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The brotherhood with Copan

San Andrés shares much with Copan, a complex situated in the territory of what is now Honduras and was a Maya capital from 400 AD

He said that at first glance have in common the fact that both have an acropolis with several pyramids and beside the Acropolis have a palace and several buildings.

"The size is slightly larger than the acropolis of San Andrés. North of the Acropolis of Copan is a large square structures defined by long, little investigated, "he said.

According to the expert, "at a glance, San Andres seem like a simplified version of Copan," and did not rule out the possibility that the city in El Salvador was built under the aegis of Honduras.

"Perhaps most directly the Copan dynasty (participated in the founding of the city), sending a child to establish a local dynasty warriors and a few working in the same ethnic area, for them the same language, but rule", explained specialist.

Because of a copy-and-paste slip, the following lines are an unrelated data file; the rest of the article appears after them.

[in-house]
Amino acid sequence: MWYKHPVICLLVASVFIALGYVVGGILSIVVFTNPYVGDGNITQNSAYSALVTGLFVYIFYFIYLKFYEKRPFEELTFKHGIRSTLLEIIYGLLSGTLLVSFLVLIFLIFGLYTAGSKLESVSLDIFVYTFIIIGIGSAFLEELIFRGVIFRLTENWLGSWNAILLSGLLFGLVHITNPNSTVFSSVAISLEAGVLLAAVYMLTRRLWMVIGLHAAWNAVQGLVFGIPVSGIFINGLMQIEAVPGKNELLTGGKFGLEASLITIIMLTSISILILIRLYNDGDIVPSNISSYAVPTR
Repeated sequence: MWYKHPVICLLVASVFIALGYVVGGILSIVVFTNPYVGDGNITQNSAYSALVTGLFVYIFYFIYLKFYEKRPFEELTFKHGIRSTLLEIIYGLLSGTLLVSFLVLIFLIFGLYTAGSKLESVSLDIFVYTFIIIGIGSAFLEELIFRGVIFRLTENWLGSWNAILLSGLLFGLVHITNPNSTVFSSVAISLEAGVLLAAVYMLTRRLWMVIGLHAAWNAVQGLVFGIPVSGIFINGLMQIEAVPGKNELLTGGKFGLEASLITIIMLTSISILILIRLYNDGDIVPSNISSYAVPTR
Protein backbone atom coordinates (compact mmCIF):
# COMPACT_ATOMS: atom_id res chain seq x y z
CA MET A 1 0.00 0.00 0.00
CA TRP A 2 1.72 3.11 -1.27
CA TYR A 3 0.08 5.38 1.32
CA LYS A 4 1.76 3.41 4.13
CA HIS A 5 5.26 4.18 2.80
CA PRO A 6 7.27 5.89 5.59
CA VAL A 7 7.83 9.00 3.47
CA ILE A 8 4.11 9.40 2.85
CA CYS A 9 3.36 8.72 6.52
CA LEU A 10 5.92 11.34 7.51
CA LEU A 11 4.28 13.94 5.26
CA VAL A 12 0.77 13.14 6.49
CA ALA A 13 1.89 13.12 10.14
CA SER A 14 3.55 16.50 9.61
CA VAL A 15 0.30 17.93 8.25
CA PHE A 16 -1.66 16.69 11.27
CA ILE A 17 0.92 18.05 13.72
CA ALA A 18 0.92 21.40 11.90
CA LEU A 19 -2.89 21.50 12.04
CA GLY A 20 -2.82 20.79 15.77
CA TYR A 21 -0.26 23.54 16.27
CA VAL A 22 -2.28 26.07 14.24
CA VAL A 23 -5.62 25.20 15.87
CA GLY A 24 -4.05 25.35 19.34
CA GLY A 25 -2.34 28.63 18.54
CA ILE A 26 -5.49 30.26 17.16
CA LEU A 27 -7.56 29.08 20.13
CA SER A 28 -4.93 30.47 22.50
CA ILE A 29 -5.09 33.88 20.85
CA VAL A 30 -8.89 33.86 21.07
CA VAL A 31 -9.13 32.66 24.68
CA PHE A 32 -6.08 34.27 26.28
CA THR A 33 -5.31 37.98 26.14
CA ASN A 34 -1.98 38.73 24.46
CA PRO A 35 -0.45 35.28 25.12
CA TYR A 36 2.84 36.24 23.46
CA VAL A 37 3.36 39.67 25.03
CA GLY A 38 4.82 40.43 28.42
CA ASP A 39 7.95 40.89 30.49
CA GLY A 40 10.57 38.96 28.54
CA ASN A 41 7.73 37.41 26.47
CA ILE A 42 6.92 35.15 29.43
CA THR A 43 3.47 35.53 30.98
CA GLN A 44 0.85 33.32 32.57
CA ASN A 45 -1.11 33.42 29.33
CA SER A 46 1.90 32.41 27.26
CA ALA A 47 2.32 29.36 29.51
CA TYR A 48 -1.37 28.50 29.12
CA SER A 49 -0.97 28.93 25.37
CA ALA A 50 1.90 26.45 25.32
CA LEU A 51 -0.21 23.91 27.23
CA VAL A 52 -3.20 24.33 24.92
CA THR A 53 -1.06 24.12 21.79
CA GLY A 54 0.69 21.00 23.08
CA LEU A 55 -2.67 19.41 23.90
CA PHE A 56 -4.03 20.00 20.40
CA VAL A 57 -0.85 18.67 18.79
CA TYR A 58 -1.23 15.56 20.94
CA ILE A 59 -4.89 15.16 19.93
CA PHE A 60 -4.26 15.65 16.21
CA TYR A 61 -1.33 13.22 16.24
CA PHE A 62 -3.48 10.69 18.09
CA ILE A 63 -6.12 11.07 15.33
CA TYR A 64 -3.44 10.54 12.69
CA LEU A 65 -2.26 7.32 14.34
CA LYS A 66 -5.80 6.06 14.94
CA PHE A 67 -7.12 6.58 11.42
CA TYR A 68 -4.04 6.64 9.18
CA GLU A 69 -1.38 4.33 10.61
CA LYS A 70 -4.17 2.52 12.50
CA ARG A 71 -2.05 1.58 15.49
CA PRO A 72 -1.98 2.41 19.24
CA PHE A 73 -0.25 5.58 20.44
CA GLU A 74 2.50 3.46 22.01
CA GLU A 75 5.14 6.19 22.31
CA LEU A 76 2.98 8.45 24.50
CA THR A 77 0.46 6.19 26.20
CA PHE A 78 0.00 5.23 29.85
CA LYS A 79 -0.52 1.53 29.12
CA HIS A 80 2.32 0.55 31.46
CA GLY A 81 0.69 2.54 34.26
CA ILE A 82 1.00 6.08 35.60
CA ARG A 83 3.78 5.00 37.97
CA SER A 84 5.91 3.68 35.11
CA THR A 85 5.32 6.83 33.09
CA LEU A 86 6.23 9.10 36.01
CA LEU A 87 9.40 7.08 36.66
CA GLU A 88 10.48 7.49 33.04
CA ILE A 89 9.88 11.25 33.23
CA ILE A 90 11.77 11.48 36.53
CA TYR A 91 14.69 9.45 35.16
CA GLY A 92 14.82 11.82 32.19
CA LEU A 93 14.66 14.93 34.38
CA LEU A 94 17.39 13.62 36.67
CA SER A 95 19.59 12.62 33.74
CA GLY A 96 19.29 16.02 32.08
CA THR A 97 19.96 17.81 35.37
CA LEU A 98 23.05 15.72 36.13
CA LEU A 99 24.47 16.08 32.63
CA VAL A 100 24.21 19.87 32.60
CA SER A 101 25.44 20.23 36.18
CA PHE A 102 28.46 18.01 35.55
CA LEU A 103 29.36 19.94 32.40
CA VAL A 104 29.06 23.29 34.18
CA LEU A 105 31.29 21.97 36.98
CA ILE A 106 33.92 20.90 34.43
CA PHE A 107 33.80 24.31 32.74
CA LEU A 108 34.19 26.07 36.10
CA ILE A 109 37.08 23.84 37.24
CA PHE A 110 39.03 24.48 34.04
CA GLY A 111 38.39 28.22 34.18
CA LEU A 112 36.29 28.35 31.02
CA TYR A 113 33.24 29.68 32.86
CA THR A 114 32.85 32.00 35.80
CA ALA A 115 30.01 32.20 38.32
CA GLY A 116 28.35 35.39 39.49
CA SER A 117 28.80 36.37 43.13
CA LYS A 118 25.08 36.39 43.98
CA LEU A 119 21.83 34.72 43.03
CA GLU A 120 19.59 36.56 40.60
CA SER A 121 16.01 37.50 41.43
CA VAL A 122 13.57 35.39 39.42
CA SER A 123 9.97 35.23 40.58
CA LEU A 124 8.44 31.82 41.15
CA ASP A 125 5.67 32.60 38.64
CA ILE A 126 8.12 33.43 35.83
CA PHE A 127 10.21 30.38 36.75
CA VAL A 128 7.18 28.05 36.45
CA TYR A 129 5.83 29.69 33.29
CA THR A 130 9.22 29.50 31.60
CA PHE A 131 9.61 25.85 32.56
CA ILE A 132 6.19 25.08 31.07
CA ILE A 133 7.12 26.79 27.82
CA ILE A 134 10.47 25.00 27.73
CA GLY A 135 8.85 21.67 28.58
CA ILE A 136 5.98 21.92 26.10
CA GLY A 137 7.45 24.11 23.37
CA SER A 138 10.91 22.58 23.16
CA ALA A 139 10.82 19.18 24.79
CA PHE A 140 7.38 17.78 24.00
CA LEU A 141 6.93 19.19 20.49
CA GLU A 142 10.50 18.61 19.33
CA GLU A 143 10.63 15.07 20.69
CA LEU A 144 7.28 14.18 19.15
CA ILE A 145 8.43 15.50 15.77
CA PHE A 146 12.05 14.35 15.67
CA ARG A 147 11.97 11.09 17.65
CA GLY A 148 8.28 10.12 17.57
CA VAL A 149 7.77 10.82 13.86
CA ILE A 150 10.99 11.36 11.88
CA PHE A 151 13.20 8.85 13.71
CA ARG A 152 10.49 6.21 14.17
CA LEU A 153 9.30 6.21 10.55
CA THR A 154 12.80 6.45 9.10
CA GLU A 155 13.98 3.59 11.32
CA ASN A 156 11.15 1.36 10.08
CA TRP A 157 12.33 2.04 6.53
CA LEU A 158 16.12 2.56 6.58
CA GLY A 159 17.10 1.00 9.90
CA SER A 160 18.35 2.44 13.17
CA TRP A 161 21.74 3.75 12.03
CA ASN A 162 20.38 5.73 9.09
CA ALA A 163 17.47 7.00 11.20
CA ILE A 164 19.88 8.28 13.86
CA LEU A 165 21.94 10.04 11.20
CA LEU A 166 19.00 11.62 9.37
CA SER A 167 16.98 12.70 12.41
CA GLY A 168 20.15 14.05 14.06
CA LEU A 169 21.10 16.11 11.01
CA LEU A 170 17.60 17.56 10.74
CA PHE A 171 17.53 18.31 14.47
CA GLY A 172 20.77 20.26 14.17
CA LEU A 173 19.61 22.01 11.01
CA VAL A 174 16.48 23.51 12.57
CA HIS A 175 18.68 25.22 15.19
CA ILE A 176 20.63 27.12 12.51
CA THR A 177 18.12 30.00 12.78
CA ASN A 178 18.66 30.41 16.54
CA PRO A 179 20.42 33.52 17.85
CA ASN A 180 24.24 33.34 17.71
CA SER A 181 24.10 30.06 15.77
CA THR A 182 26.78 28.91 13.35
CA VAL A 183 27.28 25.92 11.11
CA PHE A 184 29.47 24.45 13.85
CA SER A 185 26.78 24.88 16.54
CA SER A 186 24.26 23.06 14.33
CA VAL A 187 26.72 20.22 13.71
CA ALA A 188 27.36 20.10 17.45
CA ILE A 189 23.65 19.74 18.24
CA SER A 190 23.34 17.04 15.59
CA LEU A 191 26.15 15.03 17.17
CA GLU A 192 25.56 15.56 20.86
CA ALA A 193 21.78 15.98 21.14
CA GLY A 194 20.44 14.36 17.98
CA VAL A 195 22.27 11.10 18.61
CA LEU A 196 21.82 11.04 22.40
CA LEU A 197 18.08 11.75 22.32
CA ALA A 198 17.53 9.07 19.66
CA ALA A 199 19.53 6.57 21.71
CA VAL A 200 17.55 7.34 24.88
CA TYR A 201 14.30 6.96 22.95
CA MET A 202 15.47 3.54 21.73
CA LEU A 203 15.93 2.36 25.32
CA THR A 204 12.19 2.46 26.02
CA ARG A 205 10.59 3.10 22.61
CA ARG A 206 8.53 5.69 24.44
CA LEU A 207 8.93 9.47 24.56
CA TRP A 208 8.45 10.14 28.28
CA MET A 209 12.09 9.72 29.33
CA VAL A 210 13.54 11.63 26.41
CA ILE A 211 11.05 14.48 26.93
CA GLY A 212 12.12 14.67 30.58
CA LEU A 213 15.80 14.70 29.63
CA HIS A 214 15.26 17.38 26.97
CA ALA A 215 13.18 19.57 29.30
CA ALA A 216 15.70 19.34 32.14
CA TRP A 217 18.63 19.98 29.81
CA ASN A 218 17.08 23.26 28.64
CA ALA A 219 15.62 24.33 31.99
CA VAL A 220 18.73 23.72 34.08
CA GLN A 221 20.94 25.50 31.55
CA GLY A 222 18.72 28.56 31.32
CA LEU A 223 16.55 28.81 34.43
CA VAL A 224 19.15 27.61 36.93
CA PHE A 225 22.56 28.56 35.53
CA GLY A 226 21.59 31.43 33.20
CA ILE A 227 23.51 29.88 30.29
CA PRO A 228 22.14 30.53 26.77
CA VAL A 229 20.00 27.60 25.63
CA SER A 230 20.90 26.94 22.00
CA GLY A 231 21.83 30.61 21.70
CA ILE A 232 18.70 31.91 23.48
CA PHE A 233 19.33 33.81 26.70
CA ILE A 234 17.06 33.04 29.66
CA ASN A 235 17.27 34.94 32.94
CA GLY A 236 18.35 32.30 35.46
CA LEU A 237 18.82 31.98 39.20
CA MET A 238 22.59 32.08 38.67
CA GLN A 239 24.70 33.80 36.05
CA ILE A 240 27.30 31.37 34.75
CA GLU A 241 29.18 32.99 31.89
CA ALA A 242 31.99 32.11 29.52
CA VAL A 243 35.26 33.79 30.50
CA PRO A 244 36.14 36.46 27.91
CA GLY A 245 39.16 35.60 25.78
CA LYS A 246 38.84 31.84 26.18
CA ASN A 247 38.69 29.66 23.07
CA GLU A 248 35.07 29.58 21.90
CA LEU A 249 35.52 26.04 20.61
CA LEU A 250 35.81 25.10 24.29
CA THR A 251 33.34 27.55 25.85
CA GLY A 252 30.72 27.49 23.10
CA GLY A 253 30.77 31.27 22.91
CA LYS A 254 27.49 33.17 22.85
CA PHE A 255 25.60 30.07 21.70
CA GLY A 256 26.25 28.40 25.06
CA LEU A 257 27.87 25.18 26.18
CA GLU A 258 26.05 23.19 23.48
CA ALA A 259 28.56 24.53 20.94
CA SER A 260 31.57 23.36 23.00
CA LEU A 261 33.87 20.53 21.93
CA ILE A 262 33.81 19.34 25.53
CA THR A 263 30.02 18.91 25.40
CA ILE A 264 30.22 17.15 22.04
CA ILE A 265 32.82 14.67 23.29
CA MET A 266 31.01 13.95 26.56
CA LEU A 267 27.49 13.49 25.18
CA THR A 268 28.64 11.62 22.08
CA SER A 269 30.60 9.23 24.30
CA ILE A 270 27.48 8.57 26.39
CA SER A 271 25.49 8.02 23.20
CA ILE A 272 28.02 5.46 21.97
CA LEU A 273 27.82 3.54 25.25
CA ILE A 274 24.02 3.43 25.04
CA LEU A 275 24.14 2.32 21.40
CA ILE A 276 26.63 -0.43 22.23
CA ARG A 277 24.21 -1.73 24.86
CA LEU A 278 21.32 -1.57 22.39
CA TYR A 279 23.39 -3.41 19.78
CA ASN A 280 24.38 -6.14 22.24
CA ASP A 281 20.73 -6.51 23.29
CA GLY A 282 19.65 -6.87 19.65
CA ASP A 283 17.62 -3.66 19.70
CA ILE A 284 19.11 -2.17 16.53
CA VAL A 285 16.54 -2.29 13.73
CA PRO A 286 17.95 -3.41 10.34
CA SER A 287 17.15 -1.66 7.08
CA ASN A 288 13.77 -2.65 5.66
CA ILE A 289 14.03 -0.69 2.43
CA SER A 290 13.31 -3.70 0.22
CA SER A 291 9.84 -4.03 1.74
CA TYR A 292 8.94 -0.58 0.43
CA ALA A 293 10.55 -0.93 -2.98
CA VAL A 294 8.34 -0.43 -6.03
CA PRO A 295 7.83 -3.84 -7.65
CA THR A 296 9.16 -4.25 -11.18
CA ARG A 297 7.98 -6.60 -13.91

He cited as another hypothesis that this city in El Salvador "is related" to Copán, probably through the marriage of a daughter.

Amaroli noted, moreover, that in one of the structures studied, which is a multi-level pyramid, they discovered an offering and utensils used in rituals. Among the items are a spiny sea shell collecting blood in which a stingray spine used for self-sacrifice, a vessel is presumed to come from the Petén (Guatemala) and Belize as well as an unusually large eccentric flint.

"Finding an eccentric flint of that magnitude, because it was made of obsidian, means not only the organizational power that people had, but also had religious significance and power of the priests," declared itself a national director of Heritage the Ministry of Culture, Ramon Rivas, who added that it is "well made flint."